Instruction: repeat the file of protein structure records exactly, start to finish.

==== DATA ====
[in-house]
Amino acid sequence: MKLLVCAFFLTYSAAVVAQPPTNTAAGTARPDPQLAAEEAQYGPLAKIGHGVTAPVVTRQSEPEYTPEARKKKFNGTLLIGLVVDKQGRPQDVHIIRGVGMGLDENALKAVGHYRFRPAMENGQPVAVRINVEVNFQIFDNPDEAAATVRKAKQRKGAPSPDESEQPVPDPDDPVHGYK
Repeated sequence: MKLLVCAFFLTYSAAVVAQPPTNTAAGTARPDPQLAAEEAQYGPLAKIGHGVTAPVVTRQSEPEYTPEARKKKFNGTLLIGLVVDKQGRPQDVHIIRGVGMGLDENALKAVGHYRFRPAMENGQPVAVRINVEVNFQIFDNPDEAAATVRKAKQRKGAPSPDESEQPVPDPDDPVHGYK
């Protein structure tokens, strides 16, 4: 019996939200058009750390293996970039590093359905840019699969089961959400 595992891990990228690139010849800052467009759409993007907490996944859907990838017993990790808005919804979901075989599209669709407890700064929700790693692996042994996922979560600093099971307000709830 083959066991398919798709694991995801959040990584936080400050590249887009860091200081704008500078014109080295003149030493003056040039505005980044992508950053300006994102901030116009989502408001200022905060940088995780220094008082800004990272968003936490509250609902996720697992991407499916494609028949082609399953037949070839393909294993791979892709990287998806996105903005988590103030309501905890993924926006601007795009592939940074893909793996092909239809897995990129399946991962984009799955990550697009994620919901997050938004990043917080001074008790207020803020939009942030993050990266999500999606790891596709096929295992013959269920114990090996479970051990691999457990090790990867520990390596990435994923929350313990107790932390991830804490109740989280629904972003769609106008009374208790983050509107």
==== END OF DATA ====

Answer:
[in-house]
Amino acid sequence: MKLLVCAFFLTYSAAVVAQPPTNTAAGTARPDPQLAAEEAQYGPLAKIGHGVTAPVVTRQSEPEYTPEARKKKFNGTLLIGLVVDKQGRPQDVHIIRGVGMGLDENALKAVGHYRFRPAMENGQPVAVRINVEVNFQIFDNPDEAAATVRKAKQRKGAPSPDESEQPVPDPDDPVHGYK
Repeated sequence: MKLLVCAFFLTYSAAVVAQPPTNTAAGTARPDPQLAAEEAQYGPLAKIGHGVTAPVVTRQSEPEYTPEARKKKFNGTLLIGLVVDKQGRPQDVHIIRGVGMGLDENALKAVGHYRFRPAMENGQPVAVRINVEVNFQIFDNPDEAAATVRKAKQRKGAPSPDESEQPVPDPDDPVHGYK
């Protein structure tokens, strides 16, 4: 019996939200058009750390293996970039590093359905840019699969089961959400 595992891990990228690139010849800052467009759409993007907490996944859907990838017993990790808005919804979901075989599209669709407890700064929700790693692996042994996922979560600093099971307000709830 083959066991398919798709694991995801959040990584936080400050590249887009860091200081704008500078014109080295003149030493003056040039505005980044992508950053300006994102901030116009989502408001200022905060940088995780220094008082800004990272968003936490509250609902996720697992991407499916494609028949082609399953037949070839393909294993791979892709990287998806996105903005988590103030309501905890993924926006601007795009592939940074893909793996092909239809897995990129399946991962984009799955990550697009994620919901997050938004990043917080001074008790207020803020939009942030993050990266999500999606790891596709096929295992013959269920114990090996479970051990691999457990090790990867520990390596990435994923929350313990107790932390991830804490109740989280629904972003769609106008009374208790983050509107």